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Where has NASCAR's cheating gone?

The old racing aphorism, “If you ain't cheatin', you ain't tryin',” hasn't held true this year.

After two seasons that featured heavy fines and long suspensions for a variety of rules infractions, NASCAR's inspectors haven't uncovered any major violations this year.

Three Sprint Cup crew chiefs give their reasons for the lack of a cheating scandal thus far in 2009.

Drew Blickensderfer (#17 Ford of Matt Kenseth):
“I think everybody realises how important it is not to get points taken away. The (fine) money probably wasn't a deterring factor, but getting 150 points taken away, or whatever it is now, is big enough to set you back for the rest of the season. There's too much on the line with sponsorship and money right now to risk being knocked out of the Chase or being knocked out of a finishing position at the end of the year. The way they're inspecting the cars now is so strict that I think the risk far outweighs any reward you might get from trying to get away with something.”

Todd Berrier (#29 Chevrolet of Kevin Harvick):
“I haven't really paid a lot of attention to that, since I've pretty much tried to stay out of trouble, because I can't afford to pay my own fines. (Team owner) Richard (Childress) made me pay the last couple, and with things the way they are right now, I really can't afford it. The risk of $100,000 and 100 points is way more than the gain of anything you can do right now. You can't afford to go out there and give your sponsor a black eye.”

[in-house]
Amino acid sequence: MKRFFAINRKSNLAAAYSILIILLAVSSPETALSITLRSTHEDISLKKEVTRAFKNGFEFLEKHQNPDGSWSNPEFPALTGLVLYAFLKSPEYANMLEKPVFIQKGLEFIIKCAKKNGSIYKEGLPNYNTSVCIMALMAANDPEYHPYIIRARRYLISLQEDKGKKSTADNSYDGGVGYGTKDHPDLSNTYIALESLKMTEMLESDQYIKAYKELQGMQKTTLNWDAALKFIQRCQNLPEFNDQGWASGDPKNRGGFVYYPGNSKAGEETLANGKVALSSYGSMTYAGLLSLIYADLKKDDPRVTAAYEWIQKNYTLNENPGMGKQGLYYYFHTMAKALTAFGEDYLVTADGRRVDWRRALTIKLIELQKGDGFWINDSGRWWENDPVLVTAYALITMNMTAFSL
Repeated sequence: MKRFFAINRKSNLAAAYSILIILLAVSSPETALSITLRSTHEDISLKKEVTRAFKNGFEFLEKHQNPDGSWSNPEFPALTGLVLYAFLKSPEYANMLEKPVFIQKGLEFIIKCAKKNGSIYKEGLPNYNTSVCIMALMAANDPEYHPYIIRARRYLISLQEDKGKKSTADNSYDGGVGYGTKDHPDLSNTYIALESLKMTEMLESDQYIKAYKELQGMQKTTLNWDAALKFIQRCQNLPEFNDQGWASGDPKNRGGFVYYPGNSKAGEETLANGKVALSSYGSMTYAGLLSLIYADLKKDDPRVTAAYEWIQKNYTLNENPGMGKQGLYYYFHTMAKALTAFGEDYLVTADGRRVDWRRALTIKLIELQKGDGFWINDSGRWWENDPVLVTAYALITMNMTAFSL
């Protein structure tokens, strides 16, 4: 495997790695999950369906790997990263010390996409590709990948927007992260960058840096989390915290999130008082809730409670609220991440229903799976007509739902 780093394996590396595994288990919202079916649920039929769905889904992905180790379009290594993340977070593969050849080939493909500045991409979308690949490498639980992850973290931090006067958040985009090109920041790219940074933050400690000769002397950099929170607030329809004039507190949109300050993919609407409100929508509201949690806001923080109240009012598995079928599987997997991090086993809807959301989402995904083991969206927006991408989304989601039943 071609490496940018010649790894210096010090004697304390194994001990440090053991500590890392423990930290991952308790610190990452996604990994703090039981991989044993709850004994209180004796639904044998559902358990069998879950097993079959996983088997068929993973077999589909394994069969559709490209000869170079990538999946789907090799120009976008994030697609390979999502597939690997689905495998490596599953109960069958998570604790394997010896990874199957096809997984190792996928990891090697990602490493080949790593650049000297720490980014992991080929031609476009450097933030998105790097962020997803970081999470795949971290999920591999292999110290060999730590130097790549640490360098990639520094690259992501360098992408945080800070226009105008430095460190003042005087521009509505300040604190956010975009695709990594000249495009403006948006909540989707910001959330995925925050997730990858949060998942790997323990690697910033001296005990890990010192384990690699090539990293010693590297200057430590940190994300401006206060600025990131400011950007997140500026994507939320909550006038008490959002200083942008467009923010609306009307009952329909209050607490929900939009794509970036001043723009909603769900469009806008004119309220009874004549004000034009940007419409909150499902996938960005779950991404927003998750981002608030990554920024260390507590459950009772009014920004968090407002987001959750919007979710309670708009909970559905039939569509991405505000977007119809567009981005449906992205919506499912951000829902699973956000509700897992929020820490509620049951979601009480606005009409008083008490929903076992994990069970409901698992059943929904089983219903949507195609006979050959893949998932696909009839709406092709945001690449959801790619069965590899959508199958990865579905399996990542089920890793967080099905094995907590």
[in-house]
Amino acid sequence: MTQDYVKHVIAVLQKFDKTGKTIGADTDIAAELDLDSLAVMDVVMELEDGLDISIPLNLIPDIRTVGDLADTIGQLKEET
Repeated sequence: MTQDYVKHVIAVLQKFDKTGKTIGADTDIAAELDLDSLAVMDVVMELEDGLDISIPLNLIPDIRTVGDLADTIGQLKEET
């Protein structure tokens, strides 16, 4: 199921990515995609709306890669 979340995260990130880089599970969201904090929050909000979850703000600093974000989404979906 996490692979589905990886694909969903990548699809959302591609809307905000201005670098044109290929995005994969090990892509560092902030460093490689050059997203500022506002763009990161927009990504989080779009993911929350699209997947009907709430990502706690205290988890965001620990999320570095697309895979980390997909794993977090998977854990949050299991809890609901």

Slugger Labbe (#71 Chevrolet of David Gilliland):
“As a crew chief, you're a racer, and you don't want to stay home. If you do anything outside the box, you're going to sit home, and they've made that known. Maybe that's why NASCAR has been so hard on the people that have gotten caught. They said, 'This is the Car of Tomorrow, these are the rules, these are the gold seals. Don't mess with them, or you're going to sit home for six weeks.' It's pretty cut and dried.”

by Reid Spencer/Sporting News


Related Pictures

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